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“Squid Game: The Challenge” is a must watch for bingers.


Squid Game: The Challenge's Biggest Changes Explained
(Photo courtesy of “Netflix”)

Squid Game was one of the highest grossing shows to ever come out on Netflix. This Korean thriller took the world by storm in 2021. It was a fictional story of a game show of 456 people coming together to compete for $4.56 million. Lose a game, the contestant dies. 

Right off the bat this show was a huge hit and many Youtubers began trying to replicate the game show in real life, without the dying part, of course.

Youtuber Mr. Beast was probably the closest to replicating the show in his video “$456,000 Squid Game In Real Life!”. He had 456 people compete for $456,000. As of January of 2024, this video has gathered over 229 million views!

On November 22, 2023, Netflix released their very own version of Squid Game, called “Squid Game: The Challenge”. This was very similar to the real thing. 456 people, for $4.56 million. This was a 10 part series that was a rather captivating watch.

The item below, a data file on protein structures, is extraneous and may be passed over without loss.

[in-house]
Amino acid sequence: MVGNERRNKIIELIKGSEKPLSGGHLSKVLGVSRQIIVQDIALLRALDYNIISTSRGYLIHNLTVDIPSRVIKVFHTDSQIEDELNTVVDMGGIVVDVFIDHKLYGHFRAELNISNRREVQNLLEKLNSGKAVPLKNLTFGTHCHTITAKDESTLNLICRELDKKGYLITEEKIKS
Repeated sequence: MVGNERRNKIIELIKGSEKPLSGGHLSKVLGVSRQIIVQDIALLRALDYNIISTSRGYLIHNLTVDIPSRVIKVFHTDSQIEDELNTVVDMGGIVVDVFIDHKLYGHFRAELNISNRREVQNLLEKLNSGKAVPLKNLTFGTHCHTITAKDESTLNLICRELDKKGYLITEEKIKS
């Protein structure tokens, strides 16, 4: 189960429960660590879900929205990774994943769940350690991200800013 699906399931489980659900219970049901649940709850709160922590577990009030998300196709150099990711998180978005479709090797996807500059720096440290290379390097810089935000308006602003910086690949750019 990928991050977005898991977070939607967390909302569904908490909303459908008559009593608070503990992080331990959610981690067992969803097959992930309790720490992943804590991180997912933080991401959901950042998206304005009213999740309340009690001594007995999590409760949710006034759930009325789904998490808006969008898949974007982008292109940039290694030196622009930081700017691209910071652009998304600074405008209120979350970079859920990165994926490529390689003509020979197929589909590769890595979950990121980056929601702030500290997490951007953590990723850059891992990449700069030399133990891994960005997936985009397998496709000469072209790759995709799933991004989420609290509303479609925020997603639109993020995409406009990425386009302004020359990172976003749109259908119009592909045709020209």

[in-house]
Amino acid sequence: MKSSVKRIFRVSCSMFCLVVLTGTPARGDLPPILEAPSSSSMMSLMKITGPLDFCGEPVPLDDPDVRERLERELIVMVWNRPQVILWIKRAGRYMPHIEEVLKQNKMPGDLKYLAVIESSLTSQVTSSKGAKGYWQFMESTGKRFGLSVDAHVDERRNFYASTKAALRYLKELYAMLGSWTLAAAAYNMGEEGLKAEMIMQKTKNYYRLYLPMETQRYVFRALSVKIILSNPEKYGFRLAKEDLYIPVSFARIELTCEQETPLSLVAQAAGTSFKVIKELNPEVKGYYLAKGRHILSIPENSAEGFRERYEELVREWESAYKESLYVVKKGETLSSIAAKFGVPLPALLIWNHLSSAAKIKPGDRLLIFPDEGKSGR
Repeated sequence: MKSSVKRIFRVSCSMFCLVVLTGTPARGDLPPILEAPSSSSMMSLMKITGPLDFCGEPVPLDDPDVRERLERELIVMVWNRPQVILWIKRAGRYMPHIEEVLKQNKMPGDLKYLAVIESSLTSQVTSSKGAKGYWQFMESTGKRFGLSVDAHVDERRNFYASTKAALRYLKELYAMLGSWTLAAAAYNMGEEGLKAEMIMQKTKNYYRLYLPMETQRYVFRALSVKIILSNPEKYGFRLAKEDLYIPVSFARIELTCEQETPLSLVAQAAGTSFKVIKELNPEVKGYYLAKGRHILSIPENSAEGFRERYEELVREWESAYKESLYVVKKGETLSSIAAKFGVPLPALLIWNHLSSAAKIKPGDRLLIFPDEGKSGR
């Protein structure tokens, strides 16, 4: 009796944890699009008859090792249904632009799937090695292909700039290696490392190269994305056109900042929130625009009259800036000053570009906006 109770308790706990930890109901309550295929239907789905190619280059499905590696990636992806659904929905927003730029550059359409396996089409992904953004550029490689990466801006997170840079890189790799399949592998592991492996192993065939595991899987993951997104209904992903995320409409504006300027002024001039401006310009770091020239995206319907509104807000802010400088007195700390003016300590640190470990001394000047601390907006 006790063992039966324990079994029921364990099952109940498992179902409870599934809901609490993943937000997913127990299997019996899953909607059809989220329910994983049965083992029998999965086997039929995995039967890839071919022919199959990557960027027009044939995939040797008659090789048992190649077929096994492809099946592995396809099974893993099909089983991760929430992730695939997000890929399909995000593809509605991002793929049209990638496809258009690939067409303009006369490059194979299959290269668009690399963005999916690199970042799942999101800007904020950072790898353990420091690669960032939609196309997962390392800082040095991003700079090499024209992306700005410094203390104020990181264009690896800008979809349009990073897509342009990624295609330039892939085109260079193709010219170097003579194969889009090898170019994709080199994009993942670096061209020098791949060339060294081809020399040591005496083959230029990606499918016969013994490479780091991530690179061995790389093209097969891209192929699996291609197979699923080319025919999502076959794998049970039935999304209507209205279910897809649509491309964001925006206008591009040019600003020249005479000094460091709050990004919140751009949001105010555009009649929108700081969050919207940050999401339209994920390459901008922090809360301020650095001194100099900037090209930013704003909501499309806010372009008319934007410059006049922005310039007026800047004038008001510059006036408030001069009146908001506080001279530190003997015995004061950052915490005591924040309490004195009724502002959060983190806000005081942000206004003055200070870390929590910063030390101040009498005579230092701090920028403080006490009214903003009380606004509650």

It was interesting to witness what 456 people can turn into as the game goes on, since this was a reality show, there was a large social aspect to this game. Strategies were used in this show that were used in the fictional version as well, including: creating alliances, backstabbing, lying, and the use prior knowledge of Squid Game mini-games.

The reality show felt so similar to what it was based on largely due to the fact that the watch time was similar for both the real thing and the fictional one. The directors did a good job on allowing the audience to feel connected to the contestants. Mainly the ones that lasted the longest of course, but even characters that may have only been there for an episode or two.

Every contestant was interviewed prior to the filming of the game, this gave them a chance to talk about their strategy and personal life. Throughout the show the directors would flashback to those interviews to give some insight on each character.

Spoiling this game show would most definitely ruin the viewing experience. Go out and watch it, it is a great casual viewing show that is very easy to binge, and who doesn’t like a good binge?

Squid Game: The Challenge' should never have been green-lit in the first place : NPR
456 contestants lining up for the first game. (Photo courtesy of Netflix.)